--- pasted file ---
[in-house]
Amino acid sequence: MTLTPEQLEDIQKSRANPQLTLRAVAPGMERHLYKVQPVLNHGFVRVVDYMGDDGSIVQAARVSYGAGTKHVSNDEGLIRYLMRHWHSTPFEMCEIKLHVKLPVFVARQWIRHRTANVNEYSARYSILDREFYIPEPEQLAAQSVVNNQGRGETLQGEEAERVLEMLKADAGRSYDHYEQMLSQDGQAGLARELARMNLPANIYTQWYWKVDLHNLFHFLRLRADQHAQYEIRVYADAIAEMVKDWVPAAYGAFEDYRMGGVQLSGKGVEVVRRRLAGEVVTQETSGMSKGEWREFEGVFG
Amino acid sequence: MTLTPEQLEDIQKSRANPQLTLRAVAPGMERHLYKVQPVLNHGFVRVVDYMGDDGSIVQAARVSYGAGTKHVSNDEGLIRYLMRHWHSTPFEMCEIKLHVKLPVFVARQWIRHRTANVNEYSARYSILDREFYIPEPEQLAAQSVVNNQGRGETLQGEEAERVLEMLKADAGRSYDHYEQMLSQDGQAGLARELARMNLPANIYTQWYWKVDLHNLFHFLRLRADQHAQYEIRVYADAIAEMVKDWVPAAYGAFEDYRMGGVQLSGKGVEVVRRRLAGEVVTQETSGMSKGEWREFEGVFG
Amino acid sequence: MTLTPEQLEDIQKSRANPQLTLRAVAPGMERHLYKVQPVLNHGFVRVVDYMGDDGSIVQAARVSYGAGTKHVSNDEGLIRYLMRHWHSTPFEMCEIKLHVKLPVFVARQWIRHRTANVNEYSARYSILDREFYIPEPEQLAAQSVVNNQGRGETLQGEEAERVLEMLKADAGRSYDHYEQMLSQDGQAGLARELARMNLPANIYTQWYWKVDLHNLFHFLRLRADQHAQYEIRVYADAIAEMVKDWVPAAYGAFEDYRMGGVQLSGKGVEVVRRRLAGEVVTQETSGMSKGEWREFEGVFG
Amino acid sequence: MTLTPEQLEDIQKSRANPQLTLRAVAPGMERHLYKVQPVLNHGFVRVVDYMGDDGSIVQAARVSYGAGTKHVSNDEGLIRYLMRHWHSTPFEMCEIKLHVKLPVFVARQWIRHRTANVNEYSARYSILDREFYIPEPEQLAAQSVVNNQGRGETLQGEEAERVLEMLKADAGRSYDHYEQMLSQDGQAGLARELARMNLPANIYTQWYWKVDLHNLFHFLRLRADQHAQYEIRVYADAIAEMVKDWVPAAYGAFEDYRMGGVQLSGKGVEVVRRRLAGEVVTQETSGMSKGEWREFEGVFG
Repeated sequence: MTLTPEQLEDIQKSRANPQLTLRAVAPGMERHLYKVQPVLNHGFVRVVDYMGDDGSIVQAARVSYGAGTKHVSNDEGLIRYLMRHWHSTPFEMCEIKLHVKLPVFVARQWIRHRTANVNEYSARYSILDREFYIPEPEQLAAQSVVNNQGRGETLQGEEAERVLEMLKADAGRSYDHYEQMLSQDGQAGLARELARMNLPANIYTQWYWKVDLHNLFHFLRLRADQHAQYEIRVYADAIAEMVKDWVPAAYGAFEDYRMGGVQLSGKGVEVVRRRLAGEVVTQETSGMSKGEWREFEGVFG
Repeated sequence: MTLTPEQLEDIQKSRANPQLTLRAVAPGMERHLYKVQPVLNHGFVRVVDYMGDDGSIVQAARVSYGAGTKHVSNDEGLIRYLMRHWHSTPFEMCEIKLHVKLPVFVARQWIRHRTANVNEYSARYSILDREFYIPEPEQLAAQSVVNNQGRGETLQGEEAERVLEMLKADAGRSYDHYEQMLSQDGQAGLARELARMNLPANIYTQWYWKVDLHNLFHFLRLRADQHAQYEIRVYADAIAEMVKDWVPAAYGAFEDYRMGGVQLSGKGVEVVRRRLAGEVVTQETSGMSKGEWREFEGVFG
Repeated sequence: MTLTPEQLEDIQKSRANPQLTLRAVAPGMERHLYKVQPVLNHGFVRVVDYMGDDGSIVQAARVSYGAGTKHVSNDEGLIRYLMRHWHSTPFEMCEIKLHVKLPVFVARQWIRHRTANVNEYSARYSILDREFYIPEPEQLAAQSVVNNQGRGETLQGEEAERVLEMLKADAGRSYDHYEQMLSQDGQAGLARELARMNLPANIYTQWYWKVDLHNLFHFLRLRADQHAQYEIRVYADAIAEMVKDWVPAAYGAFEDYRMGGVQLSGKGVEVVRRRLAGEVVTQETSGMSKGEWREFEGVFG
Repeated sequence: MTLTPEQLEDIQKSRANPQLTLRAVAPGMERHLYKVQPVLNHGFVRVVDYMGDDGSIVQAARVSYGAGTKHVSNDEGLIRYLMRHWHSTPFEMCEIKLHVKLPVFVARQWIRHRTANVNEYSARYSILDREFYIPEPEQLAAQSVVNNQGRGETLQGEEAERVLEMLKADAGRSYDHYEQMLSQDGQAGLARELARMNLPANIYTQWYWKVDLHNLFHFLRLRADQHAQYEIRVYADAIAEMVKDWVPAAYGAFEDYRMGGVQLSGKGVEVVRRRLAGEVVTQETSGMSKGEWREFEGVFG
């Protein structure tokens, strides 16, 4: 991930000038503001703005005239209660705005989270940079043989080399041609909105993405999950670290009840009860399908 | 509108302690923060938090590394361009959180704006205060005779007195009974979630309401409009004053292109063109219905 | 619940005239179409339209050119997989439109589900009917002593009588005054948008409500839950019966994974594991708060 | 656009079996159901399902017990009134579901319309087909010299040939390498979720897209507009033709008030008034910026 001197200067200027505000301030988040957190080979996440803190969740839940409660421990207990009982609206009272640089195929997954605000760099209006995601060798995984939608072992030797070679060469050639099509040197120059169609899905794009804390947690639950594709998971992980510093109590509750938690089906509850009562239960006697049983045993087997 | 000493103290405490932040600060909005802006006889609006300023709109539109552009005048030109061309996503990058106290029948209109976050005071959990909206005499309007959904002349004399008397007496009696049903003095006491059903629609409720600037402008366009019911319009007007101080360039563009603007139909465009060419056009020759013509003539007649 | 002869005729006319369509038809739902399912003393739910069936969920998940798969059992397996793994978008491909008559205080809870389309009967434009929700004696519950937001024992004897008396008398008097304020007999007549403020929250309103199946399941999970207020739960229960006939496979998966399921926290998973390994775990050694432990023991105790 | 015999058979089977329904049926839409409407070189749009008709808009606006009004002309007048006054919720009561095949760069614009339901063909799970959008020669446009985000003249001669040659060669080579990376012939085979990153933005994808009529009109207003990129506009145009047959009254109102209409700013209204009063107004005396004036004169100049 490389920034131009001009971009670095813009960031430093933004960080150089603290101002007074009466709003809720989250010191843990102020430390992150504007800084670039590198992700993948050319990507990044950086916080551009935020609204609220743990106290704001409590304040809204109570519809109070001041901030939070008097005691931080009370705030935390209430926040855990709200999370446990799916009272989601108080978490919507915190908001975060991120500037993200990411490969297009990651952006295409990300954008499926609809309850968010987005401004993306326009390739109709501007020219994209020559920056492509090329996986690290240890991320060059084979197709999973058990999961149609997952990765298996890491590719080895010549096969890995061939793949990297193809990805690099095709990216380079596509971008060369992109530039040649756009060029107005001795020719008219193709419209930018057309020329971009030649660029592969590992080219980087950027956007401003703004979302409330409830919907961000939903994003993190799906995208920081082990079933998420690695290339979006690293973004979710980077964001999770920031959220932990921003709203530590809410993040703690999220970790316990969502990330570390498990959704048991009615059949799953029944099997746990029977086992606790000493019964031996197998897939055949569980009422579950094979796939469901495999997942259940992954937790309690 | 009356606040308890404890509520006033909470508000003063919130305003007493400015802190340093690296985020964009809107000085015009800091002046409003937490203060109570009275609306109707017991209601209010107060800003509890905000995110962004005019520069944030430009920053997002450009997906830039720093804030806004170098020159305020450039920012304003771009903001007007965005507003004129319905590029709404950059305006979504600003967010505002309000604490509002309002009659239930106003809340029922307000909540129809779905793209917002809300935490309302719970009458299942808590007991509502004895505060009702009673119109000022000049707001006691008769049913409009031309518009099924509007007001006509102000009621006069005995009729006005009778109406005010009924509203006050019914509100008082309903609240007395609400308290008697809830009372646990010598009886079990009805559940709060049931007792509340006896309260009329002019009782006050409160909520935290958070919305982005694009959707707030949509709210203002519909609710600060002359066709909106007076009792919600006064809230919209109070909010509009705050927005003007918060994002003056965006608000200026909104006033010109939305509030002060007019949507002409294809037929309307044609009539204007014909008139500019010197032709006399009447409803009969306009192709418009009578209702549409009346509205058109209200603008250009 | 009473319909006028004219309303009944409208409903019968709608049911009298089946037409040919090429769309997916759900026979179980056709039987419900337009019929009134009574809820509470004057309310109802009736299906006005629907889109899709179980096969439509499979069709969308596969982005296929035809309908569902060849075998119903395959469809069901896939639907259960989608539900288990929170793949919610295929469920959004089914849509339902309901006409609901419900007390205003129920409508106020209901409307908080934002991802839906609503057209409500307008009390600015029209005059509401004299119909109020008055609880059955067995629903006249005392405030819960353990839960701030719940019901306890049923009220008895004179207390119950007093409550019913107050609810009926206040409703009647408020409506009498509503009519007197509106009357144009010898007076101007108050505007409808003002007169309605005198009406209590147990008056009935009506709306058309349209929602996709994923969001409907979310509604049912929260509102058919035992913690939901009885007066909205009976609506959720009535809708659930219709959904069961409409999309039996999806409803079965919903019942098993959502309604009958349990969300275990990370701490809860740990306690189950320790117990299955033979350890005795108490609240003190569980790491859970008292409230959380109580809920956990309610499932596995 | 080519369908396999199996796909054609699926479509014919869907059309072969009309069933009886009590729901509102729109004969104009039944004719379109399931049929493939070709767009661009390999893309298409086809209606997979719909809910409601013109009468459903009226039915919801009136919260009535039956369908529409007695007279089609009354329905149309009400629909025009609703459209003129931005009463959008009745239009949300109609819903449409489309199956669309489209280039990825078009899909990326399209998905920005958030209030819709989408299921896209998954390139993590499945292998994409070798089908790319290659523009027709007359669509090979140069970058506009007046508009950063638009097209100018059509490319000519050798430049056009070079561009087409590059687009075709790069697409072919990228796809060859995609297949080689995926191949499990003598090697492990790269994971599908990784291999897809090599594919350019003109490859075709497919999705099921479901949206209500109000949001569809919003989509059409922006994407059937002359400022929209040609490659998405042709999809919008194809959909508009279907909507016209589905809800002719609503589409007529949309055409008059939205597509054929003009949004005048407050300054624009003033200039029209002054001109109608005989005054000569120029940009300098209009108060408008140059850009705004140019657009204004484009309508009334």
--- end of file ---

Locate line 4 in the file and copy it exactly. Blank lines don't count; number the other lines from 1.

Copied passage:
Amino acid sequence: MTLTPEQLEDIQKSRANPQLTLRAVAPGMERHLYKVQPVLNHGFVRVVDYMGDDGSIVQAARVSYGAGTKHVSNDEGLIRYLMRHWHSTPFEMCEIKLHVKLPVFVARQWIRHRTANVNEYSARYSILDREFYIPEPEQLAAQSVVNNQGRGETLQGEEAERVLEMLKADAGRSYDHYEQMLSQDGQAGLARELARMNLPANIYTQWYWKVDLHNLFHFLRLRADQHAQYEIRVYADAIAEMVKDWVPAAYGAFEDYRMGGVQLSGKGVEVVRRRLAGEVVTQETSGMSKGEWREFEGVFG